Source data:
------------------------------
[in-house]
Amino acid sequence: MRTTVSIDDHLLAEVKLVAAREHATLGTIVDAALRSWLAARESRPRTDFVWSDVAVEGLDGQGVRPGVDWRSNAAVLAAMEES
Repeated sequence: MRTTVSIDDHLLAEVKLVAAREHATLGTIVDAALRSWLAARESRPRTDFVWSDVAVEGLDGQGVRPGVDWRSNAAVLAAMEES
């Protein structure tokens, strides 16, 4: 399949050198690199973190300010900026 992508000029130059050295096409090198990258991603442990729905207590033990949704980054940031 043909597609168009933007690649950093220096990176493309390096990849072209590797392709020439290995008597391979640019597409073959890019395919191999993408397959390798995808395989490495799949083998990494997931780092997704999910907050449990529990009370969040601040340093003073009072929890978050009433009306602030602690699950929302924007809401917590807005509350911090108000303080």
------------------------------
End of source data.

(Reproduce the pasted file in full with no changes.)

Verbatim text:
[in-house]
Amino acid sequence: MRTTVSIDDHLLAEVKLVAAREHATLGTIVDAALRSWLAARESRPRTDFVWSDVAVEGLDGQGVRPGVDWRSNAAVLAAMEES
Repeated sequence: MRTTVSIDDHLLAEVKLVAAREHATLGTIVDAALRSWLAARESRPRTDFVWSDVAVEGLDGQGVRPGVDWRSNAAVLAAMEES
């Protein structure tokens, strides 16, 4: 399949050198690199973190300010900026 992508000029130059050295096409090198990258991603442990729905207590033990949704980054940031 043909597609168009933007690649950093220096990176493309390096990849072209590797392709020439290995008597391979640019597409073959890019395919191999993408397959390798995808395989490495799949083998990494997931780092997704999910907050449990529990009370969040601040340093003073009072929890978050009433009306602030602690699950929302924007809401917590807005509350911090108000303080």